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Windows 7: New Robots Can Handle Carbon Nanotubes

24 Aug 2009   #1

New Robots Can Handle Carbon Nanotubes

New Robots Can Handle Carbon Nanotubes

They could significantly facilitate operations

Though nanotube technology has been around for a while and it has been touted as one of the paths to significant future development in many fields, the question has always persisted of how the tiny components required to construct nanoscale devices would be handled.

When dealing with nanotubes several thousands of times thinner than a human hair, any excess pressure easily destroys them, even if they are several times more resistant than any other material at the same scale. Now, a European research initiative has finally managed to construct two very small robots, which can successfully handle nanotubes and arrange them into desired structures, ScienceDaily reports.

“The handling and characterization of these objects has become more and more important in materials science and nanotechnology. They have a huge application potential in various products,” University of Oldenburg expert Volkmar Eichhorn, who also holds an appointment at the associate OFFIS institute, explains. The EU has funded projects related to mastering carbon nanotube-handling technologies for some time, starting with the first ROBOSEM initiative.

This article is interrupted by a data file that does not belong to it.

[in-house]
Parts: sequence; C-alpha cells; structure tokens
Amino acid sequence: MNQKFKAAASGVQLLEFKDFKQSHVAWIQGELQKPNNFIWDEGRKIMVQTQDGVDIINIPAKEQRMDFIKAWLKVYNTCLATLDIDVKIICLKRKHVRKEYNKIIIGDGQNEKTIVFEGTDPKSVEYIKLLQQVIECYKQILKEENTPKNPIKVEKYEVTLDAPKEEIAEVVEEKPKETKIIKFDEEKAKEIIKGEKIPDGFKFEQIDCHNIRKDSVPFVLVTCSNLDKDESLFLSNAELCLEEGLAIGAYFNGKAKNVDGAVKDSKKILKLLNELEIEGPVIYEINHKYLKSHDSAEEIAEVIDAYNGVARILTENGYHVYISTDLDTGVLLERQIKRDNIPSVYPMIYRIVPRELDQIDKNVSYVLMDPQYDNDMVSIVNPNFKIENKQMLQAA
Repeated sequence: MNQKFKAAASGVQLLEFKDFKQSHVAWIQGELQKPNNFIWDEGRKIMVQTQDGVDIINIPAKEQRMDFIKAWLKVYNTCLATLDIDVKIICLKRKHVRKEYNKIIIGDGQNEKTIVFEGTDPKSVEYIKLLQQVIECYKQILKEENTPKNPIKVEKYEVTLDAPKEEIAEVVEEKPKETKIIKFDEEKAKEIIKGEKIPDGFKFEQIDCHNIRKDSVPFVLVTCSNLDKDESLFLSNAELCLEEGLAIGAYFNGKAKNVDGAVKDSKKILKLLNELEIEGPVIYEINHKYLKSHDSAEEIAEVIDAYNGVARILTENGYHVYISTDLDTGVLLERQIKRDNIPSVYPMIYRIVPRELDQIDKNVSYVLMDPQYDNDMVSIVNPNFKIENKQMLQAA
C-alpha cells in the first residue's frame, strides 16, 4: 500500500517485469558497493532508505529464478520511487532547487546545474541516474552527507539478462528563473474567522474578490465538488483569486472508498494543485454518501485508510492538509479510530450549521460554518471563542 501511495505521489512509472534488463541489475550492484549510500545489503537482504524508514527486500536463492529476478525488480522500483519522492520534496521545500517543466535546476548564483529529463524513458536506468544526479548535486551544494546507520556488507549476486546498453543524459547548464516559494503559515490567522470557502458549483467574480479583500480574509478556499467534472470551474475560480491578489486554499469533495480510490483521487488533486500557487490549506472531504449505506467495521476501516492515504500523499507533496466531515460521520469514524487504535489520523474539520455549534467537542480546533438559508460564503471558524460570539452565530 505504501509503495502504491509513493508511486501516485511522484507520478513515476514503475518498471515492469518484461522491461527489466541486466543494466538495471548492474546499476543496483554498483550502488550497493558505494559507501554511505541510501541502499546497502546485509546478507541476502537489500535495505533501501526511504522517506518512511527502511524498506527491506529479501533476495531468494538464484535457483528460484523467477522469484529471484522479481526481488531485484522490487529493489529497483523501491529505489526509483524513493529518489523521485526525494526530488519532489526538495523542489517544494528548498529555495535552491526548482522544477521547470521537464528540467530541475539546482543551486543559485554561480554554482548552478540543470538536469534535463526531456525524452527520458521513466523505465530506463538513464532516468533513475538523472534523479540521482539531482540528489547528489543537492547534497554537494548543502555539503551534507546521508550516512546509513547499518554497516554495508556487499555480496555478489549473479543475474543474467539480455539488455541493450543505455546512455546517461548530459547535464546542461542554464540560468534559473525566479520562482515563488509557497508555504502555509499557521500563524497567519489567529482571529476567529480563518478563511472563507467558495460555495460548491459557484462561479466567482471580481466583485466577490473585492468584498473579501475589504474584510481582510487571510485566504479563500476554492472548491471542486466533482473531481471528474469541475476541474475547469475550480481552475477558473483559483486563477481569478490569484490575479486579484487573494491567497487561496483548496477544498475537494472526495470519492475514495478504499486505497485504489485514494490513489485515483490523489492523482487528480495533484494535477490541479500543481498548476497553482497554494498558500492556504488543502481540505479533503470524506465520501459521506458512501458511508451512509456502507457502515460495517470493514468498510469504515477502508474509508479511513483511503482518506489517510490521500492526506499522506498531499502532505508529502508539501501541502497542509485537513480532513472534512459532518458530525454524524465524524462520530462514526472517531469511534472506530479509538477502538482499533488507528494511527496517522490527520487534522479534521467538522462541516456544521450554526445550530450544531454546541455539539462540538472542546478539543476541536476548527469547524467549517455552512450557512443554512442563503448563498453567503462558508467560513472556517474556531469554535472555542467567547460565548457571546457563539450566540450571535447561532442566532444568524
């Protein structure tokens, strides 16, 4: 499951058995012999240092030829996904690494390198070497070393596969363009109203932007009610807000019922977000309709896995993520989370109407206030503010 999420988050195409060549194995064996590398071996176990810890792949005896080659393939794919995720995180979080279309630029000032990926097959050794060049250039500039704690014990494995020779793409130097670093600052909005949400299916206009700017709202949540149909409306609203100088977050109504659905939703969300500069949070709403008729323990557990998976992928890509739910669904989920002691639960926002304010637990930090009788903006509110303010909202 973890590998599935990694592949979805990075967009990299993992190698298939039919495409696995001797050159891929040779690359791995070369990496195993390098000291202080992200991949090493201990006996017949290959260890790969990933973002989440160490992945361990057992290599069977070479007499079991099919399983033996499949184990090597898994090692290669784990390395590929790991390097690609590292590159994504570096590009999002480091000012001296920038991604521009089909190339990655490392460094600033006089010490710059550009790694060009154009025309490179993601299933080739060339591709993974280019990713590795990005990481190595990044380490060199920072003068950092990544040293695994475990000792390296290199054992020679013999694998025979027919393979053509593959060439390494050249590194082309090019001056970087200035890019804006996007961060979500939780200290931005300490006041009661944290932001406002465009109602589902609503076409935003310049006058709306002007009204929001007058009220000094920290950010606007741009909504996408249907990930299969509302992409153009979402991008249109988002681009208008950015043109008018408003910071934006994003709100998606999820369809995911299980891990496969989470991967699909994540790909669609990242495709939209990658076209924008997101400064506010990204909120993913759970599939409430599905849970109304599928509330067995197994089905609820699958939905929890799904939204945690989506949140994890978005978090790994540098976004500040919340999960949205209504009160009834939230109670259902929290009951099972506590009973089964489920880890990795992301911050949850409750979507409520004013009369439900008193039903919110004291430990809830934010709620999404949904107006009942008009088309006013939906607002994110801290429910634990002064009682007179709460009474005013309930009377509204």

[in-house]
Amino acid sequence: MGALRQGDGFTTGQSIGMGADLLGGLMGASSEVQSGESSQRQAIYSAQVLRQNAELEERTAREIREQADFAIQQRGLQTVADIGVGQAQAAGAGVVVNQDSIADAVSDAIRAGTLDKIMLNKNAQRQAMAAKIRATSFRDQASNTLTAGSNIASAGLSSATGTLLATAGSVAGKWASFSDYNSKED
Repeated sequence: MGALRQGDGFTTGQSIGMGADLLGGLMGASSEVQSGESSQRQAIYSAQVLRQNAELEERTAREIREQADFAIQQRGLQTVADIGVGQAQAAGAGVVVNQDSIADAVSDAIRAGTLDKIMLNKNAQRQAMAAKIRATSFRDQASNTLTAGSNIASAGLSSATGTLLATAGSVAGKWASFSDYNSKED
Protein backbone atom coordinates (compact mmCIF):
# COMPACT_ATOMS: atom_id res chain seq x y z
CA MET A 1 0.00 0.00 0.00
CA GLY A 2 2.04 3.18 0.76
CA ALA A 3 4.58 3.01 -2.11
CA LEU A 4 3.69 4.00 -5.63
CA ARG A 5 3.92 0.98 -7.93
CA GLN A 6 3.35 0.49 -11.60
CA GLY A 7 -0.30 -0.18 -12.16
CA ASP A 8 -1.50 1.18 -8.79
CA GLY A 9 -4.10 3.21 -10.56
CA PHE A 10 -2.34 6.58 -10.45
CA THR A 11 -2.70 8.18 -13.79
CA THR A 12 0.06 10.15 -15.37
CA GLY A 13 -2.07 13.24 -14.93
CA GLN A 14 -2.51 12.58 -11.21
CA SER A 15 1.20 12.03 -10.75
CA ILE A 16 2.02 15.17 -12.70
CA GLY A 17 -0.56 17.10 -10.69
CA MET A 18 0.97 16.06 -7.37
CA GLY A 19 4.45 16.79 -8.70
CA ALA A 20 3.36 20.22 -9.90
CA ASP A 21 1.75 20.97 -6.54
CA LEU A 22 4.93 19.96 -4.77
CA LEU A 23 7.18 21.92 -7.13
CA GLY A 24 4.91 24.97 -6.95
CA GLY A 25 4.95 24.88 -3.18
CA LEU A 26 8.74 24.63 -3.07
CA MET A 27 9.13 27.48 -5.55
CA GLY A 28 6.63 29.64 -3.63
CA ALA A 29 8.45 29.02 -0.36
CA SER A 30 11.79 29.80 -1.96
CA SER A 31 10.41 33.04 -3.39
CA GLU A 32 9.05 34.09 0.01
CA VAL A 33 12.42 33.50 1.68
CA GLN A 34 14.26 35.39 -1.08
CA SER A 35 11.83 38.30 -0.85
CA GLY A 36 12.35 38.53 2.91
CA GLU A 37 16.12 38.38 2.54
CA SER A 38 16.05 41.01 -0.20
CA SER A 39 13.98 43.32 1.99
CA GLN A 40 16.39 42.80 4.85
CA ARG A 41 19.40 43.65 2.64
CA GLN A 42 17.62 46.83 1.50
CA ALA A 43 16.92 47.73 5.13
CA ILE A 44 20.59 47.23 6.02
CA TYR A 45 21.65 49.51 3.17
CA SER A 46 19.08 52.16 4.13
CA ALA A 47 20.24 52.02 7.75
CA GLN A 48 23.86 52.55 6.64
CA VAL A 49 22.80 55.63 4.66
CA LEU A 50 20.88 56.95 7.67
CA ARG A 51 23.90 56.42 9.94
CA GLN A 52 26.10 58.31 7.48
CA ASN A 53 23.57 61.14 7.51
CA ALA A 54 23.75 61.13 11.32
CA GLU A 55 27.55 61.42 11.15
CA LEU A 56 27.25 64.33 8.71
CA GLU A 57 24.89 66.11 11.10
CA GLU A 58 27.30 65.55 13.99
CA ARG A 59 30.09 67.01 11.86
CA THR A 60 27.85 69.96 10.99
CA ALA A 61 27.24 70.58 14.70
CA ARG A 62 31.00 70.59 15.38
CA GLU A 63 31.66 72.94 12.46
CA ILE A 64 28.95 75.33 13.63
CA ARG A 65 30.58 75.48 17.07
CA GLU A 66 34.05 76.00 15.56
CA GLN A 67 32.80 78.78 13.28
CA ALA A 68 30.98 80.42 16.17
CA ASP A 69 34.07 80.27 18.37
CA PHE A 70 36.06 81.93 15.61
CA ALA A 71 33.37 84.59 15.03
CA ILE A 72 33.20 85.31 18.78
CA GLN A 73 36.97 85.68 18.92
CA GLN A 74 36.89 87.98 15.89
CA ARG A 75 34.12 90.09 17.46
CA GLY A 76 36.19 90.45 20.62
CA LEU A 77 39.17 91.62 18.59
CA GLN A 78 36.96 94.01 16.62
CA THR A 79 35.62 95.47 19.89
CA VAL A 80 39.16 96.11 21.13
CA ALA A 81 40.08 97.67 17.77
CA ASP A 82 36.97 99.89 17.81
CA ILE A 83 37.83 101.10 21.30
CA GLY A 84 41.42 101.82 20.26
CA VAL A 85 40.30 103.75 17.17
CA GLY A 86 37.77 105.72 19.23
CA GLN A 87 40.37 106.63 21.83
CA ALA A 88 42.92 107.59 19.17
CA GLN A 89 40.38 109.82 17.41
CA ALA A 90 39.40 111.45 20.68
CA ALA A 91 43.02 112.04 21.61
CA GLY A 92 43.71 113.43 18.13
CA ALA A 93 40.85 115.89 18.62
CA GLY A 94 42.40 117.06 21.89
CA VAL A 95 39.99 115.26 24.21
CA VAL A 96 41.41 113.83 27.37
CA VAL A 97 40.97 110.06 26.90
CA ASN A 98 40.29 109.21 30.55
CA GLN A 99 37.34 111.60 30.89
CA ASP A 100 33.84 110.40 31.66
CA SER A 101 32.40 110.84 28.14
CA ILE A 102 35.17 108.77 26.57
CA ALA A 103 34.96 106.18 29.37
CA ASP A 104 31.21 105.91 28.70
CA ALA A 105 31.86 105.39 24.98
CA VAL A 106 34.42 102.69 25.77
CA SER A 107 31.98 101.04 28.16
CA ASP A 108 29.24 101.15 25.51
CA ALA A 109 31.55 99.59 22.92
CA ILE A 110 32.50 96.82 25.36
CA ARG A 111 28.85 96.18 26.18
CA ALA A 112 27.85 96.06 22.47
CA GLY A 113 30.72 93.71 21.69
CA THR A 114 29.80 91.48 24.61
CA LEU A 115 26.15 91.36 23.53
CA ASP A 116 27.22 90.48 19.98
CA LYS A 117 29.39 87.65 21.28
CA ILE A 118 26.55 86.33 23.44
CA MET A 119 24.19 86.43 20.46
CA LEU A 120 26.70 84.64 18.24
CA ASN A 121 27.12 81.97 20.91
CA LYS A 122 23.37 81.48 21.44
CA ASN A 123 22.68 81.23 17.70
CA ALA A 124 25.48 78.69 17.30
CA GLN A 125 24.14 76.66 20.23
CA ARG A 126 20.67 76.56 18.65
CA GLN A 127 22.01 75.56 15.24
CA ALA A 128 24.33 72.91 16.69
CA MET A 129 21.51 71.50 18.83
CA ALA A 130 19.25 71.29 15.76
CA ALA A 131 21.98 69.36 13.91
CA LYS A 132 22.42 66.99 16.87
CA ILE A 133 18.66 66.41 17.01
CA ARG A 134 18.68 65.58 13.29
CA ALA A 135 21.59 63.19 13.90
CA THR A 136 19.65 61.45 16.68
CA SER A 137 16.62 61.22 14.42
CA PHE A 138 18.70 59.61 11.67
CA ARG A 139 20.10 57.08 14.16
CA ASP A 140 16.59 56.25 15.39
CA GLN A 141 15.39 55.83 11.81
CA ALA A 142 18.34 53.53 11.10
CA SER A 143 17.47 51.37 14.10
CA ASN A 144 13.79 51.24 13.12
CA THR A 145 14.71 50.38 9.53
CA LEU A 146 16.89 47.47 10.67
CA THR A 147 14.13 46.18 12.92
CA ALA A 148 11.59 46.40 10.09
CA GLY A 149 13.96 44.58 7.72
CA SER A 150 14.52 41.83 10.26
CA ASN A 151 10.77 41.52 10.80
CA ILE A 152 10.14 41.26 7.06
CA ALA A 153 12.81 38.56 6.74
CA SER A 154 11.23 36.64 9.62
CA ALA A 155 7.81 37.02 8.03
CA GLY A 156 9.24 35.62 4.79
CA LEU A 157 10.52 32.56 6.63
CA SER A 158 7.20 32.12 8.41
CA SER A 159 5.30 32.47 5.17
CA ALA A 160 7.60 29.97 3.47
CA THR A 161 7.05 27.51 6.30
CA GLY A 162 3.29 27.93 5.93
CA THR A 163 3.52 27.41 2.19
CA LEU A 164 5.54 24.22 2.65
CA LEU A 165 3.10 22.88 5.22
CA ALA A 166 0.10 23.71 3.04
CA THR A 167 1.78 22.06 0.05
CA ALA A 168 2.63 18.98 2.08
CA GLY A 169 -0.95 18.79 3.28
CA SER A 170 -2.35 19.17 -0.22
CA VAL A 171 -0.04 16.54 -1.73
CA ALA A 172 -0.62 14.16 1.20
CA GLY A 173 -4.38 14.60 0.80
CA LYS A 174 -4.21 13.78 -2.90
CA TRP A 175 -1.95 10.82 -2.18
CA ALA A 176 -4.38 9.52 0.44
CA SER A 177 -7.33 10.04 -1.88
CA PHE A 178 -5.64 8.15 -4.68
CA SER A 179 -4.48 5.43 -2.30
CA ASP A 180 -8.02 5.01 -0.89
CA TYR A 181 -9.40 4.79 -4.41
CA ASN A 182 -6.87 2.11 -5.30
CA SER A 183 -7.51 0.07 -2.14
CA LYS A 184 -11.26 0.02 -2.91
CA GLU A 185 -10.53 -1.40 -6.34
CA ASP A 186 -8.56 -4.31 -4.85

That work yielded a few basic advancements, which were recently put at work in the new NanoHand project. Essentially, it focuses on learning how to use microrobts equipped with small and delicate nanotools, in order to handle rolls of carbon nanotube, only a few nanometers in diameter. The small machines are less than two centimeters in size, and operate inside the vacuum chamber of scanning electron microscopes, where their actions can be observed.

“The whole set-up is integrated into the vacuum chamber of the microscope. There is a glass plate where these mobile microrobots can walk around,” Eichhorn adds. The entire system makes use of the electrothermal principle, which relies on temperature differences for operation. Each of the machines is outfitted with small “jaws,” which open up to about two micrometers. They can handle objects as small as 100 nanometers in size. It is “really able to grip micro or even nano objects. We have handled objects down to tens of nanometres,” the expert adds.

“Worldwide, we are the first project that has really realized the automated microgripper-based pick-and-place experiments. The new thing is the high accuracy and the small scale of the objects – in the range of tens or hundreds of nanometers – and the excellent control and software architecture being built around this whole set-up facilitating a high degree of automation,” Eichhorn concludes.
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